When it comes to forging trade agreements with other countries, Taiwan’s diplomats have little to choose from. Trade officials can talk beet sugar with their counterparts in Swaziland, or plantains with their friends on the small Caribbean island of Saint Lucia.
In Europe, the island can only hope for duty-free imports of piety and heavenly goodness from the Vatican, its only official diplomatic relation on the continent.
For decades, Beijing has whittled away at Taiwan’s diplomatic relations, greatly restricting the island’s ability to strike trade agreements with other countries. But a deal signed last month between the mainland and Taiwan has the potential to change this and boost the island’s economy.
The pact would open 80 areas such as transportation, medicine and finance in the mainland’s service sector to majority ownership from Taiwan investors. Likewise, mainland businesspeople would have access to 64 services areas on the island under the same ownership conditions.
Mainland investors have shown they are eager to put their money into Taiwan if the conditions are right. Cross-strait trade grew 5.6% last year to US$169 billion. But most of Taiwan’s investment in the mainland has been in areas such as manufacturing, where Taiwan ownership has long been allowed. Going in the other direction, Chinese investment in Taiwan has faced far more restrictions.
The new pact was a breakthrough, and is a potential antidote for Taiwan businesses facing poor service sector conditions at home. The agreement promised to clear up much of the regulatory hassle associated with investing in the island and could enliven many service areas with both capital and expertise from the mainland.
However, the agreement is stumbling in Taiwan’s dichotomous political realm.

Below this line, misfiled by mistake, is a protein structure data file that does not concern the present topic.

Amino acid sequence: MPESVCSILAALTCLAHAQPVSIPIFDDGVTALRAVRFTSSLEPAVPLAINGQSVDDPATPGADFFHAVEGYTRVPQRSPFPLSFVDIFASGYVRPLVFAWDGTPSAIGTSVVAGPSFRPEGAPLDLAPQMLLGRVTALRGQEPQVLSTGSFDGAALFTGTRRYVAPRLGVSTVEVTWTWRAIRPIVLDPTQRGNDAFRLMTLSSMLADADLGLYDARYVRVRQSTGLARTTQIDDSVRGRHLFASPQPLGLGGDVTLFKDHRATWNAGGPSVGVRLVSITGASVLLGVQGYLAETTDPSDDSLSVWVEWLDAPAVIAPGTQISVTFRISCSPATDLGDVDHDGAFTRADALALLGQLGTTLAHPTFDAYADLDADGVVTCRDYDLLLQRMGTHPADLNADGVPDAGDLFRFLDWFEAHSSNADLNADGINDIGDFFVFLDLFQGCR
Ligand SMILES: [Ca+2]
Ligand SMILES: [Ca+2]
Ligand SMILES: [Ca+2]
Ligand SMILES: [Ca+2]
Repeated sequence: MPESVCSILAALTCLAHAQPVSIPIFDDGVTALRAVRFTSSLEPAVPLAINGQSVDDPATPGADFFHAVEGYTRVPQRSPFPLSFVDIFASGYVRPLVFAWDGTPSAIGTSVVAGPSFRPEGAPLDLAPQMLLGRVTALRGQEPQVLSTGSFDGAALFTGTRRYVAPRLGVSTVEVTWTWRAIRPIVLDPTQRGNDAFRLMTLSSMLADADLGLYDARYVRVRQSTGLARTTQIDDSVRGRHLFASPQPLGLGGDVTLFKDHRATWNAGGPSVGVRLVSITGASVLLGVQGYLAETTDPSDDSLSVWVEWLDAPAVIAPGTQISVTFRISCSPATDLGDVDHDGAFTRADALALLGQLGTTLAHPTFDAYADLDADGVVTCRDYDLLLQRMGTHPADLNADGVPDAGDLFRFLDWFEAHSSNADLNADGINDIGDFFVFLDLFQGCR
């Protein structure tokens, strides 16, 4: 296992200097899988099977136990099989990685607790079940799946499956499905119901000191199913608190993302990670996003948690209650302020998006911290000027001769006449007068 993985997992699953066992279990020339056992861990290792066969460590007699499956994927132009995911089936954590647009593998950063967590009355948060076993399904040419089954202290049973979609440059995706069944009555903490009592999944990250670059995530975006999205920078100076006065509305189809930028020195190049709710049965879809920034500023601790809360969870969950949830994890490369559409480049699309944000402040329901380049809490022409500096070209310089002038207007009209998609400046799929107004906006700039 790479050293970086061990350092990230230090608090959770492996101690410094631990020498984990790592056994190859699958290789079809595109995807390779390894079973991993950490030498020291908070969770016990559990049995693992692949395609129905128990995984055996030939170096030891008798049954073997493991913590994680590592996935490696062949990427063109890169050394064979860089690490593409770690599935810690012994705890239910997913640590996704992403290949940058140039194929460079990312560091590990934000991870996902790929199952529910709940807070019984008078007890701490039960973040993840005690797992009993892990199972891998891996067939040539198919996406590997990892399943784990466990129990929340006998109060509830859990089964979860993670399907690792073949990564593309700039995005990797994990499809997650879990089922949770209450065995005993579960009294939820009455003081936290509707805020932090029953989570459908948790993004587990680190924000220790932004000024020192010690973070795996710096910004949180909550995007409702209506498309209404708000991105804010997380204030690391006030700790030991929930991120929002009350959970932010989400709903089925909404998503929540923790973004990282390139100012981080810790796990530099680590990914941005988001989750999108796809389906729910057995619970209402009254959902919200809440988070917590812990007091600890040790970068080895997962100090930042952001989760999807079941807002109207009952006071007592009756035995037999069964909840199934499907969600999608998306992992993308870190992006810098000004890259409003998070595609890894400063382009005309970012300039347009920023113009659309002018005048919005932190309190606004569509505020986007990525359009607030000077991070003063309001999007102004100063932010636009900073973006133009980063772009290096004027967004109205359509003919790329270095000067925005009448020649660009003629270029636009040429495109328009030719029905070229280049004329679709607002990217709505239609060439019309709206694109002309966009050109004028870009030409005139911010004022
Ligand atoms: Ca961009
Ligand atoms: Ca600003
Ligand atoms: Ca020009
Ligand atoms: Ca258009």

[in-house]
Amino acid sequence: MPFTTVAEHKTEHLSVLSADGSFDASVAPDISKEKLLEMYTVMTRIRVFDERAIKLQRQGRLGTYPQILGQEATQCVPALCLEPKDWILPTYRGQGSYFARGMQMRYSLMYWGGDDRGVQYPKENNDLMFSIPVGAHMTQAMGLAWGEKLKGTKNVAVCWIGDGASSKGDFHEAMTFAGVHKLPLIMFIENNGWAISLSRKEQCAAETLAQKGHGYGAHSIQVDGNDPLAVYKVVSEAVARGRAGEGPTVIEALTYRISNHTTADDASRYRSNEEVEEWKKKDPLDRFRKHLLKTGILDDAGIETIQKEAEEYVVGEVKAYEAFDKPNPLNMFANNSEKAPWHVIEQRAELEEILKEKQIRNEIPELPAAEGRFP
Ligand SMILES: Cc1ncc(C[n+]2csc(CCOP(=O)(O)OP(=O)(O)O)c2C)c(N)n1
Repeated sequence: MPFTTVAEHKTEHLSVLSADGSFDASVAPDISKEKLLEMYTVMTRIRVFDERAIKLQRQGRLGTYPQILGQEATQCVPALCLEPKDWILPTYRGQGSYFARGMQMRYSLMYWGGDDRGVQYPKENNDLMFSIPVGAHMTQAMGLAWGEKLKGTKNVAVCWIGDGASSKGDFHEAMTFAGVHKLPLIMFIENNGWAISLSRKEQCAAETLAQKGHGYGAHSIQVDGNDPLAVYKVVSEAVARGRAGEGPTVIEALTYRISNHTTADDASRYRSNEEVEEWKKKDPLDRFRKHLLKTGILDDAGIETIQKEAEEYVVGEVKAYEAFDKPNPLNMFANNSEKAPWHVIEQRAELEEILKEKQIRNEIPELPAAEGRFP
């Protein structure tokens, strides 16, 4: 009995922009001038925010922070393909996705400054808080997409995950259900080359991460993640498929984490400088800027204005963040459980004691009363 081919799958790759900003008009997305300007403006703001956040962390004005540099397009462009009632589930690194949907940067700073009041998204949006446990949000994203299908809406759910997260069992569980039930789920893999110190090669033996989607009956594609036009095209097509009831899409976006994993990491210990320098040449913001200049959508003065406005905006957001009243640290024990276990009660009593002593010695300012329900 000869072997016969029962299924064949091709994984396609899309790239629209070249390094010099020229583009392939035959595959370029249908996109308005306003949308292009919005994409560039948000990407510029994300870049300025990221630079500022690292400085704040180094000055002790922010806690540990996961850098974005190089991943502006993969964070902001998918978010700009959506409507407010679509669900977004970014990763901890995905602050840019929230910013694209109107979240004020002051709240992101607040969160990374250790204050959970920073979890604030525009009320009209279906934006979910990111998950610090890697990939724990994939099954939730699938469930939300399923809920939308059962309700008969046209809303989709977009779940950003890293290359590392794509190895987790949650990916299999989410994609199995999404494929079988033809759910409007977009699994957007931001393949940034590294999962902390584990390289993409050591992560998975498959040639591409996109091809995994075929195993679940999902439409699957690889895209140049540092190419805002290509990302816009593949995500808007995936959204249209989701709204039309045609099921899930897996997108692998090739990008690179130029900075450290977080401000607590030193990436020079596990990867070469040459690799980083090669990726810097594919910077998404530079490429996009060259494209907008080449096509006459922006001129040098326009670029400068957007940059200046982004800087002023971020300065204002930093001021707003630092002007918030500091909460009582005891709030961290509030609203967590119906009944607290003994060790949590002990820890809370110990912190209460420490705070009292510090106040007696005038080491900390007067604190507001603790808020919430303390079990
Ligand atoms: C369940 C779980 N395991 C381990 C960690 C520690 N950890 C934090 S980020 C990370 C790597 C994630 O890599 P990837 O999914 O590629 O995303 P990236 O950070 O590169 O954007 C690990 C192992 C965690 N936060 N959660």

The Democratic Progressive Party, which favors Taiwan’s independence from the mainland, has successfully called for a legislative review of the latest agreement on worries that competition from across the strait would cripple local industries. Some reports have indicated the review could happen in September.
The incumbent Nationalist Party has worked to pull the two sides of the strait closer economically via a string of pacts, the first of which being the Economic Cooperation Framework Agreement that was inked in 2010.
The opposition is justified in its fear of mainland business crowding out the island’s. But there is much to lose if the pact is rejected.
Taiwan is a loner in the world of diplomatic and trade relations. The vast majority of the globe has opted for good relations with Beijing, which means breaking off official relations with the island. This has left Taiwan with just 23 formal diplomatic connections across the globe, the majority of which are small Caribbean or Oceanian islands or impoverished African nations. Trade agreements are hard to come by.
Given these constraints, it’s no wonder that the electronics manufacturing hub’s economic outlook remains somewhat bleak. Weak global demand lowered the island’s GDP growth to 1.3% last year, and 2013 growth doesn’t look much better, projected at about 1.5%.
Taiwan made headway just this month in expanding its global reach. The island signed a free trade agreement with New Zealand in early July – the first with a country that recognizes mainland China diplomatically and not Taiwan. As The Economist noted, the deal likely didn’t raise the hackles of the mainland because of the stronger ties forged in the June services agreement.
However, if Taiwan’s opposition succeeds in holding back the agreement when it comes up for review, Beijing could retaliate by making sure no more of its formal diplomatic partners strike a deal with the island. The agreement with New Zealand could be rendered a one-time occurrence.
The mainland could also continue buying off the last of the countries that are politically friendly with Taiwan. Costa Rica was the most recent to cave. In 2007, the Central American country launched diplomatic relations with the mainland, forgoing its formal contact with Taiwan.
Now, Costa Rica is basking in cheap loans from Beijing. The likes of Burkina Faso and Belize, two poor nations that have gritted their teeth and upheld recognition of Taiwan, have undoubtedly taken note.